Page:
“Needs a lighter touch,” Nell said. “The action is shit.”

“You’re too young to swear,” he said.

He cupped his hands over hers and taught her jazz scales, levering her fingers into tight, syncopated progressions. When his thick fingers pushed beneath the frayed edge of her underwear, she thought about black leather, the sear of hot asphalt, the collision of minor chords beneath a briny, uncaring night.

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Nell played the piano in the morning. The house was a wasteland of white noise. Hours folded in on themselves, variations on a theme, a reeling array of permutations, and the sun rising slick and scarlet.

Creaks and hot breath. Theme and variations. When bruises bloomed on her thighs she dug her fingers into the venous violet centers and thought about magician’s coins, toxic flowers probing their smothering tendrils up into the gaps between her ribs.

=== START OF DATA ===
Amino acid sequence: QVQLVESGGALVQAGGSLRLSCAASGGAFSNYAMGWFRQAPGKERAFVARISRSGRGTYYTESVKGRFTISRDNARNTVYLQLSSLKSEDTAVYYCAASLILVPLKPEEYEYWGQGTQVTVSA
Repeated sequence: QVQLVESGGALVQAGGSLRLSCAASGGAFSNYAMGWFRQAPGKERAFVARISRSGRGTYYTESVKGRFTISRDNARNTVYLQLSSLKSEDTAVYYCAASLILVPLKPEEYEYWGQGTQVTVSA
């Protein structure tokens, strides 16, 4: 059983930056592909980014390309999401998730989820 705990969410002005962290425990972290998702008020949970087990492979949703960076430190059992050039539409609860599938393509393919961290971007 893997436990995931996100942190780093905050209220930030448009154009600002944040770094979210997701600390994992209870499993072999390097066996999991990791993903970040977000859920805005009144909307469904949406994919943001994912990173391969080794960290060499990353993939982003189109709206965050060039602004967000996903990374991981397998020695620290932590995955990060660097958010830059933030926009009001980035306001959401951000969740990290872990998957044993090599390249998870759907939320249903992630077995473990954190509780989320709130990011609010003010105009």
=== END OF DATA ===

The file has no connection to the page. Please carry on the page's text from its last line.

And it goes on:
Winter came in seeping spasms, snow piling in broad, ashy drifts, and Nell found herself cross-legged on the piano bench in the empty choir room, sneakers digging scuffs into the leather. Bach’s fugue in G minor hitched and stuttered beneath her cold fingers. Inversion. Counterpoint. Raise the lid and see the strings pulled taut beneath her walnut exterior, the jumping levers, the delicate dance of woodwork.

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Nell’s brother played the piano at night. She notched the phone beneath her pillow and listened to the notes pressing hoarse and tinny through the sputtering connection, like smudges of hail in the dark, fissuring where they fell.

Nell was fifteen and a diamond scab crusted the crease of her lip where her thumbnail bit convulsively into the chapped center. Silence fell in a quilted shroud, the hall bare of the rasp of floorboards, but every creak stuttered like the echo of a missed note.